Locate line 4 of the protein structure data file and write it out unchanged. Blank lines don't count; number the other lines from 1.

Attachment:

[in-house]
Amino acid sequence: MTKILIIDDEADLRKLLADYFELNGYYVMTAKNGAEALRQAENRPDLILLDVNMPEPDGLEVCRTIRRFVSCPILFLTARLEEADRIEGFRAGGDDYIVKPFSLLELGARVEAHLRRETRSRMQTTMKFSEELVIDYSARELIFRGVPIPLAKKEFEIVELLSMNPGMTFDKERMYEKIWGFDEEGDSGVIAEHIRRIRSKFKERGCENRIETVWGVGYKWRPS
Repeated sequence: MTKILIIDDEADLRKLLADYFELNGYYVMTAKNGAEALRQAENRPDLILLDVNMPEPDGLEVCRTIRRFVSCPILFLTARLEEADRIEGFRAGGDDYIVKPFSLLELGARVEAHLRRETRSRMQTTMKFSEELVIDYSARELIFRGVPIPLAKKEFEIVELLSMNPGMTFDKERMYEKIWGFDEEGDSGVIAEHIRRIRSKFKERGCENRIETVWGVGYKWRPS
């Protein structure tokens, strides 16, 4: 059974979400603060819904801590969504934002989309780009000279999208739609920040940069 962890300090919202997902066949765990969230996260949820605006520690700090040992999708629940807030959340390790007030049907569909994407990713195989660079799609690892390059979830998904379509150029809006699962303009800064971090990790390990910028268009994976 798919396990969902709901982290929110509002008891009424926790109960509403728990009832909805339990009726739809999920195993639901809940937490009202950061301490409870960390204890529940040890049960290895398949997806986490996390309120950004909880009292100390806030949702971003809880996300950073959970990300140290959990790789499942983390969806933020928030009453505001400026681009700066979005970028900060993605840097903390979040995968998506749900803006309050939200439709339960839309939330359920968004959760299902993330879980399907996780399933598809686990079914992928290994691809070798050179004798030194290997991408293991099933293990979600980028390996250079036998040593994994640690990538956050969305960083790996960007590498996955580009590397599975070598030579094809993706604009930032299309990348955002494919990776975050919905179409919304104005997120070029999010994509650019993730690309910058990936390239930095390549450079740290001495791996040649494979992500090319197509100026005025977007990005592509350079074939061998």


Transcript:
């Protein structure tokens, strides 16, 4: 059974979400603060819904801590969504934002989309780009000279999208739609920040940069 962890300090919202997902066949765990969230996260949820605006520690700090040992999708629940807030959340390790007030049907569909994407990713195989660079799609690892390059979830998904379509150029809006699962303009800064971090990790390990910028268009994976 798919396990969902709901982290929110509002008891009424926790109960509403728990009832909805339990009726739809999920195993639901809940937490009202950061301490409870960390204890529940040890049960290895398949997806986490996390309120950004909880009292100390806030949702971003809880996300950073959970990300140290959990790789499942983390969806933020928030009453505001400026681009700066979005970028900060993605840097903390979040995968998506749900803006309050939200439709339960839309939330359920968004959760299902993330879980399907996780399933598809686990079914992928290994691809070798050179004798030194290997991408293991099933293990979600980028390996250079036998040593994994640690990538956050969305960083790996960007590498996955580009590397599975070598030579094809993706604009930032299309990348955002494919990776975050919905179409919304104005997120070029999010994509650019993730690309910058990936390239930095390549450079740290001495791996040649494979992500090319197509100026005025977007990005592509350079074939061998």